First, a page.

The civil rights movement is one of the defining events in American history, during which Americans fought to make real the ideals of justice and equality embedded in our founding documents. When students learn about the movement, they learn what it means to be active American citizens. They learn how to recognize injustice. They learn about the transformative role played by thousands of ordinary individuals, as well as the importance of organization for collective change. They see that people can come together to stand against oppression.
For one of our final topics of study this year, we will be surveying the Civil Rights Movement, one of the major turning points in America’s story … and one that is still being experienced and told. Unfortunately, we will not be able to dig extremely deep into the movement, but we will see many of the seminal moments from the push for equality and make connections to our current society and our own lives.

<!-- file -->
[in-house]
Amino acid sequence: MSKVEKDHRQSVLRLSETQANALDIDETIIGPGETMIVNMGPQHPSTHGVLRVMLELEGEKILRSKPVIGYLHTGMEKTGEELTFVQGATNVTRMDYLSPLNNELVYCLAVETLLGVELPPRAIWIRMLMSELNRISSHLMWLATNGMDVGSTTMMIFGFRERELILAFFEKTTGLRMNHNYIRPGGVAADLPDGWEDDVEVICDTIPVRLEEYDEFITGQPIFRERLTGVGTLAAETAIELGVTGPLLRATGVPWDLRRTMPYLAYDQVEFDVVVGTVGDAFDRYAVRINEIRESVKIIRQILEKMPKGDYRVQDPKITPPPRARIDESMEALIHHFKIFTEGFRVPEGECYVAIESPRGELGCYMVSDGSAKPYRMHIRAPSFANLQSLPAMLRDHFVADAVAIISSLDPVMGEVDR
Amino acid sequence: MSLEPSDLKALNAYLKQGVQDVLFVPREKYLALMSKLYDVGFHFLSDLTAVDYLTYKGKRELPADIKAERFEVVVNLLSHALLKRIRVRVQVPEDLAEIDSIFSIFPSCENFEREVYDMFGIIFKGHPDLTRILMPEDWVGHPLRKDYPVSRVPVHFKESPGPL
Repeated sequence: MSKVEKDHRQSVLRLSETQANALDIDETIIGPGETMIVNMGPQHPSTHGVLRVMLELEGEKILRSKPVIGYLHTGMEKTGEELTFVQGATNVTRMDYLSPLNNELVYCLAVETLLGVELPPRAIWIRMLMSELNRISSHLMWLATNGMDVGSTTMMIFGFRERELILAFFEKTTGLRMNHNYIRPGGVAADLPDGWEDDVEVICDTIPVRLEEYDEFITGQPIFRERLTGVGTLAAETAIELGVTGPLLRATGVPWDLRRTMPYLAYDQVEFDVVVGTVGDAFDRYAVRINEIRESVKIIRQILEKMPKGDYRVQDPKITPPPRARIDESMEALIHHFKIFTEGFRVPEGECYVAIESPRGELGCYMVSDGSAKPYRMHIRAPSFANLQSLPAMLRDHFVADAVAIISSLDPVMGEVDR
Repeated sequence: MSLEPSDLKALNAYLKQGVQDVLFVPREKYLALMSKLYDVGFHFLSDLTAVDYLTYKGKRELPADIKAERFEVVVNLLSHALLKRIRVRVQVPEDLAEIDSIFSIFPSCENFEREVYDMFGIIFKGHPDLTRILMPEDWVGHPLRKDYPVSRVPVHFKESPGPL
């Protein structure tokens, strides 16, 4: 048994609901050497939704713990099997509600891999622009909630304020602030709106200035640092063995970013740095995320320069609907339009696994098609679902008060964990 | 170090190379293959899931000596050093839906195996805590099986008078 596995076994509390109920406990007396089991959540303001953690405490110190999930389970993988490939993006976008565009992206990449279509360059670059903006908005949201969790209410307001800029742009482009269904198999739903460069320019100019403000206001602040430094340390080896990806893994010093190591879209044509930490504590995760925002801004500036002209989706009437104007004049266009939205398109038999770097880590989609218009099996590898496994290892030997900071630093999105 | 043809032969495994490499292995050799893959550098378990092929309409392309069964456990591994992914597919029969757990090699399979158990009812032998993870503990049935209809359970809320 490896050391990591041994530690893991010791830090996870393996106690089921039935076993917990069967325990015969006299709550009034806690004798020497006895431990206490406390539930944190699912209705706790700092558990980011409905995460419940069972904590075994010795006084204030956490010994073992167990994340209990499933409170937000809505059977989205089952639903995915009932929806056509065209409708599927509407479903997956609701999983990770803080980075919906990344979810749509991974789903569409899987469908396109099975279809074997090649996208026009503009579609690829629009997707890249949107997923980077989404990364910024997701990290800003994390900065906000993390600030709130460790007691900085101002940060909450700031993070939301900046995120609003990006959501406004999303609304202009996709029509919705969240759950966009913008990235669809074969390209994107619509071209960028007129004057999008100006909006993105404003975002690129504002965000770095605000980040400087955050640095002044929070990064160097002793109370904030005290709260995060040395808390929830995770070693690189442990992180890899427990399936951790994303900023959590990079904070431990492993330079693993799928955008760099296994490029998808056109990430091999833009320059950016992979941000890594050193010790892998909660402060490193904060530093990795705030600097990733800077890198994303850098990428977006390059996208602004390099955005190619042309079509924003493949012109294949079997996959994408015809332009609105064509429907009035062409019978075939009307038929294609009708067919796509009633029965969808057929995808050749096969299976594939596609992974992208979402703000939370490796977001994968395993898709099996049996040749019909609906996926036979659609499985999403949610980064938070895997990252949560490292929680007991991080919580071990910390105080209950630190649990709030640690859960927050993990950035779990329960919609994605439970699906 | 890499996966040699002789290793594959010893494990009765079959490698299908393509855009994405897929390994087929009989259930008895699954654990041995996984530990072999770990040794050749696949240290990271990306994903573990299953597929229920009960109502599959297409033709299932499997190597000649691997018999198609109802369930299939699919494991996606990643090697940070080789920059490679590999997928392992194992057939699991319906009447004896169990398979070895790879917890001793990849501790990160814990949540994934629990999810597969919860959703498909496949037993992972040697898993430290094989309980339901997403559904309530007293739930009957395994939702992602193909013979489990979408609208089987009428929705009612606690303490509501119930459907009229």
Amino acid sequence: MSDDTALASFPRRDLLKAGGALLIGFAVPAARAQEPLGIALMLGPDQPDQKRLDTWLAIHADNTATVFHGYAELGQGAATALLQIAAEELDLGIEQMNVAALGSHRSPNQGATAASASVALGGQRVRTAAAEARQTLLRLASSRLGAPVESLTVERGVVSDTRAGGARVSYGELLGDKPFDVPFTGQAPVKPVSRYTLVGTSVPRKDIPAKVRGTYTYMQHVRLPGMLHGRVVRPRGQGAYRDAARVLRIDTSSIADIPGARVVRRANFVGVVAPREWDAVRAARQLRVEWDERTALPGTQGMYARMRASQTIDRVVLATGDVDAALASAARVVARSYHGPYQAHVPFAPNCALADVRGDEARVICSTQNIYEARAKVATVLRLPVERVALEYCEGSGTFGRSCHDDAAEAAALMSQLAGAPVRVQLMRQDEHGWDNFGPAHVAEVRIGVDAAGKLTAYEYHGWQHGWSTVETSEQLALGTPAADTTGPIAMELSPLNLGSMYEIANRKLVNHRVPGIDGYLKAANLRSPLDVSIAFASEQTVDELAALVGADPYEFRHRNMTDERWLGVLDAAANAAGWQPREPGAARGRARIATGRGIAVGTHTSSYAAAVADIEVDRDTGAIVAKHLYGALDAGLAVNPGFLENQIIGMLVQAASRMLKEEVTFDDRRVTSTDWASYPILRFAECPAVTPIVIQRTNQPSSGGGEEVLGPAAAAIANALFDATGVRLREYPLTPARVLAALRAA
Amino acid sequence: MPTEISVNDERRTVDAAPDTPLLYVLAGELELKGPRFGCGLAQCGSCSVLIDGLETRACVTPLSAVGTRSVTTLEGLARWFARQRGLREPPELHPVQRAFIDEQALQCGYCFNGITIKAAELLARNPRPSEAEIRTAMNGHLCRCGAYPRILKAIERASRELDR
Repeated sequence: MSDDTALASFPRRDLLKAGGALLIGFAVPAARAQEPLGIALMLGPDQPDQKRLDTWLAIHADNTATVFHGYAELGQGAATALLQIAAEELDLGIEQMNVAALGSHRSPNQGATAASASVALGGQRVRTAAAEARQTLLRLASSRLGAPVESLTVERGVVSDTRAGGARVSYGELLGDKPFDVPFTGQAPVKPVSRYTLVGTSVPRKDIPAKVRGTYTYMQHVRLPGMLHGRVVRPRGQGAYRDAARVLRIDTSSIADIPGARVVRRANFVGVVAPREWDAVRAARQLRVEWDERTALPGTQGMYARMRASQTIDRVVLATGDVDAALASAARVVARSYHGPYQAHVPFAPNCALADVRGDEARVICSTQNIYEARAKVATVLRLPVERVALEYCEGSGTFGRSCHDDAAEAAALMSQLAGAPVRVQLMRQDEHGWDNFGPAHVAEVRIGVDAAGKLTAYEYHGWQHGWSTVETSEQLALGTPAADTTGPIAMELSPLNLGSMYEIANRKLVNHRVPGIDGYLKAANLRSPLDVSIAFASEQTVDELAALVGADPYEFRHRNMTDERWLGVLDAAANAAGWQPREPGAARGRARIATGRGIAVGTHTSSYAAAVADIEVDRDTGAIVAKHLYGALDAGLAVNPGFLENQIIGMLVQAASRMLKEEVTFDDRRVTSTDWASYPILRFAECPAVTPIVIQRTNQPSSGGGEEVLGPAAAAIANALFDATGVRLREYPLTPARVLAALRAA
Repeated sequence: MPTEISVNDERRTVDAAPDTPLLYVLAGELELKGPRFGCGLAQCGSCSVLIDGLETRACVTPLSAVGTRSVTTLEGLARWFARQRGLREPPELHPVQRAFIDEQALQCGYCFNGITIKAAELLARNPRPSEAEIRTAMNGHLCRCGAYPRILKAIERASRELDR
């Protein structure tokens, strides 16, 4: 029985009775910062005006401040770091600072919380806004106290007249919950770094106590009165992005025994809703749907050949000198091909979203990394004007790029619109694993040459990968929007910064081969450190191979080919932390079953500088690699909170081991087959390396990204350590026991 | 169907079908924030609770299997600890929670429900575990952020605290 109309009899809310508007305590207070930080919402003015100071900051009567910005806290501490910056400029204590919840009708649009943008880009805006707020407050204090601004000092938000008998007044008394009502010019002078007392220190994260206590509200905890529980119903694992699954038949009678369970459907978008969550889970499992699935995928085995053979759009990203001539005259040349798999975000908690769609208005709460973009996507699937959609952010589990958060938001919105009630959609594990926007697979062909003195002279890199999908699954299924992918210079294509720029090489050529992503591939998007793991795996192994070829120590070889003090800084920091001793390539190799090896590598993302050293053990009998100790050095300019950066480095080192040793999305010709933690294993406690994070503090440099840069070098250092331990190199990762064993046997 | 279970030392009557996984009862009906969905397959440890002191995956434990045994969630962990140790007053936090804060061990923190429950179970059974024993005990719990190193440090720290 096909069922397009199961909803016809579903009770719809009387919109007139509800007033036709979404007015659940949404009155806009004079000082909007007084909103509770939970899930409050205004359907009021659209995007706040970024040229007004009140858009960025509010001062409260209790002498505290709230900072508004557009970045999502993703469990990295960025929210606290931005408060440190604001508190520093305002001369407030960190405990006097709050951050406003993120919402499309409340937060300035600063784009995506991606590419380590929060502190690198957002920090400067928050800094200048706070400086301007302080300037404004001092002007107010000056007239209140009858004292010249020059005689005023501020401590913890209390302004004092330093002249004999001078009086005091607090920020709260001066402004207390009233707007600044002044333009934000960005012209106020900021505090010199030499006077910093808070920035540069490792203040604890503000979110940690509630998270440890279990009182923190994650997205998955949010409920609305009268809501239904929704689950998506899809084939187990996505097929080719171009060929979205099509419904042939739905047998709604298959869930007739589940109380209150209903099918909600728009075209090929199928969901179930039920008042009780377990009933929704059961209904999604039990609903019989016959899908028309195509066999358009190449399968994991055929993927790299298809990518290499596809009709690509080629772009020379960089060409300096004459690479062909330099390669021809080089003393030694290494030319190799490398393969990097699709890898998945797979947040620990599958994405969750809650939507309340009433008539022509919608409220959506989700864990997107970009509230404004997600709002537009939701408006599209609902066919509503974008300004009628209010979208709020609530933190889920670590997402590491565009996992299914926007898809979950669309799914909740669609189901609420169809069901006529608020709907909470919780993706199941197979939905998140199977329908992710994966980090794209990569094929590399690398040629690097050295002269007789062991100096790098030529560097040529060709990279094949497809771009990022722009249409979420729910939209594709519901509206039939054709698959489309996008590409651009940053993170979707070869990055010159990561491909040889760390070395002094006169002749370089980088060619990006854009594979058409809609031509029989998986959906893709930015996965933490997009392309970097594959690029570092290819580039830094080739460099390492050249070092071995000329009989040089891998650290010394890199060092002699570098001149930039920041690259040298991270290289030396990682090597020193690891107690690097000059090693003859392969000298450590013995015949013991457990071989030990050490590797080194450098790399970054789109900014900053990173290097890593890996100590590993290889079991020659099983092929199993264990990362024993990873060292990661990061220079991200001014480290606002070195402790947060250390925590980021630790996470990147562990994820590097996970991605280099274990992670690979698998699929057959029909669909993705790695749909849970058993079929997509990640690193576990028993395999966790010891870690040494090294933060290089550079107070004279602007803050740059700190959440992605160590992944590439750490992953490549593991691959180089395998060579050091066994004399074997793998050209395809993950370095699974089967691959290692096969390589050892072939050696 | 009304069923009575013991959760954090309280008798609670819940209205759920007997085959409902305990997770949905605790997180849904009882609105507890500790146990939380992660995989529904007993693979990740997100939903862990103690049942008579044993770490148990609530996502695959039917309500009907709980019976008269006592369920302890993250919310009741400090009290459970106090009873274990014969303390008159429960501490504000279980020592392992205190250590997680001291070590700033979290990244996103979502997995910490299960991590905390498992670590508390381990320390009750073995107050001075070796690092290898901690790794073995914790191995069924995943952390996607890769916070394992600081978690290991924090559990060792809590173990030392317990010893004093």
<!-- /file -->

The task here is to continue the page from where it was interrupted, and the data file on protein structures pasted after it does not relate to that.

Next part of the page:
To learn about the movement, you must witness it – your first task is to examine the early events of the movement, find out what happened, and start to examine the the lessons we can learn. Get going on this, and make sure you split it up! You will need this info for context in your next class, when we go to Washington DC in 1963 for the greatest speech of the 20th century!
As you dig into these amazing stories of perseverance and courage, think about the lessons that you/we can learn, and how we can apply these lessons to our lives today, and our world today – local, state, national, global.